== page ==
Tags: demand generation, excel commercial maintenance, miller lite, navy seals of commercial maintenance, pent up demand, shake shack, uber, whats the idea, whatstheidea
I write a good deal about pent up demand. When you develop a product or service for which there is pent up demand you tend to ride a nice wave of sales and market share gain. It’s a supply and demand thing. But what happens when you are a “beyond the dashboard” marketer and create a product with no demand at all. I’ve been there. It’s exciting. And nerve-wracking.
Pokemon Go is a product for which there was pent up demand. Maybe. Ish. I spoke to a couple of kids who thought the idea silly – of an age where they tho0ugh tis was not cool. But there are gazillions of kids playing and enjoying it. Not looking over their shoulders, not over-analyzing it; just walking around with a heritage game evolved to use new VR technology.
It’s genius. And transformational. It’s a social computing breakthrough that will change the world.
Stay tuned. The world just got flatter.
Tags: pent up demand, pokemon go, the world just got flatter, whats the idea, whatstheidea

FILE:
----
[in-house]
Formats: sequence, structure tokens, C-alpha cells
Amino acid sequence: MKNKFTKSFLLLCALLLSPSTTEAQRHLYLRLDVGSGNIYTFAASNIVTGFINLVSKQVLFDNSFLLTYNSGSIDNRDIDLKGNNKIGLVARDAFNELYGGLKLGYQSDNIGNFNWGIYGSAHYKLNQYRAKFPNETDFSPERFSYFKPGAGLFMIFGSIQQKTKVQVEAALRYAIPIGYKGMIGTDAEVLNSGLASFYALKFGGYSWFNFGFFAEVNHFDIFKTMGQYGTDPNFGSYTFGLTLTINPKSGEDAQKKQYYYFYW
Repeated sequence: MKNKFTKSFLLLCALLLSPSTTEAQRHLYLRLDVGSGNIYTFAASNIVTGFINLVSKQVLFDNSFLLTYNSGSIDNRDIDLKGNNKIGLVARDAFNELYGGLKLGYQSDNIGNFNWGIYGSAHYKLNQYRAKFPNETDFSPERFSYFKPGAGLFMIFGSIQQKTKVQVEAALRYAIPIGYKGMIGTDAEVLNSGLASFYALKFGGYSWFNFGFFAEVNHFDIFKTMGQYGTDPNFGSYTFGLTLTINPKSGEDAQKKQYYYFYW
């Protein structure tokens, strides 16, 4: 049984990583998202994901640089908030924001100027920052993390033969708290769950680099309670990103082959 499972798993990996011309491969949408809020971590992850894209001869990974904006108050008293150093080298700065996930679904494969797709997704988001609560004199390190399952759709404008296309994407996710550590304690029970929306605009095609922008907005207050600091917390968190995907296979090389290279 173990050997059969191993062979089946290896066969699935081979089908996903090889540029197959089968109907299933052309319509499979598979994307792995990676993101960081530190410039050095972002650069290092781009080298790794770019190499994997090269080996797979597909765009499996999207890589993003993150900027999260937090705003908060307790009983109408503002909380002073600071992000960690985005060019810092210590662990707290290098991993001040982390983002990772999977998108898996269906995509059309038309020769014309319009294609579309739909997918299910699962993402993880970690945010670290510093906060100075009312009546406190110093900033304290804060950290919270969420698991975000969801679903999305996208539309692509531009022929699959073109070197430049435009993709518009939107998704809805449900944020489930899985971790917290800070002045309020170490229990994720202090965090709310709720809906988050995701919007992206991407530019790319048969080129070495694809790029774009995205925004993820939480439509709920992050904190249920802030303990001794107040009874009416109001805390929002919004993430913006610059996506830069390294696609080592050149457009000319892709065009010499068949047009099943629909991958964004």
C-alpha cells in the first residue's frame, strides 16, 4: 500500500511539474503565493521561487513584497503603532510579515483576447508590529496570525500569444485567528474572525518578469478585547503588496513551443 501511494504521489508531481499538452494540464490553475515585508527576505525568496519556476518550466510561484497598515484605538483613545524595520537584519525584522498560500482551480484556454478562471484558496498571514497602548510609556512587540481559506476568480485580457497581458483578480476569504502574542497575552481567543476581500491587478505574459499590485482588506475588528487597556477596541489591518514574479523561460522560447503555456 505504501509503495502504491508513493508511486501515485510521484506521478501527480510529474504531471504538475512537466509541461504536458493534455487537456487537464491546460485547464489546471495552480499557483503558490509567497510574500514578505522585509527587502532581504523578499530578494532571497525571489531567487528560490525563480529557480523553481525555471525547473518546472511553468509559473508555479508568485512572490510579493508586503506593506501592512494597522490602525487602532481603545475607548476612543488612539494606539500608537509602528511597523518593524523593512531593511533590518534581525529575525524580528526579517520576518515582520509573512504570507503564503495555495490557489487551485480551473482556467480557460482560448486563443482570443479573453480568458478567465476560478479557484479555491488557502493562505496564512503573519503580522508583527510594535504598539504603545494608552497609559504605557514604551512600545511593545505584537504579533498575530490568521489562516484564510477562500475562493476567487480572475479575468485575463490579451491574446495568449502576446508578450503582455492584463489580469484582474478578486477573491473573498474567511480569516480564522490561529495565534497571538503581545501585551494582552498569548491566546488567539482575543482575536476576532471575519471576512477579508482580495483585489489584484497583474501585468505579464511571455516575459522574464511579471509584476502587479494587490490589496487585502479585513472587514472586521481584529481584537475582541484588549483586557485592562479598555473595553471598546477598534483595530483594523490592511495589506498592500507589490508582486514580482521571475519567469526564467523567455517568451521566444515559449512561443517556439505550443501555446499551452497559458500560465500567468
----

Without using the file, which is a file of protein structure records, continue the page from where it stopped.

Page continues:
I talk about the branding and marketing value of a category or incipient category in which there is “pent up demand.” The flash boom growth of Pokemon Go is one such example. I know because I live near a park that is a waypoint (gym?) in the VR world that is the game Pokemon Go. Cops have closed the park entrance, overflow teens and mills walk the streets after dark near the park in hopes of a glimpse of a creature. They break the law, entering the park, after hours just to play. Kids (may I call them kids?), who grew up on sedentary video games, Gameboys, and consoles have been waiting a long time to be unleased. Rather than shoot up bad guys with and against global acquaintances (guns games are becoming passe for kids), they’re actually out and about, meeting people. Virtual world fun in the real world.
In 10 years, many of these kids will be saying about their spouses “Remember meeting while playing Pokemon Go in the East Village?”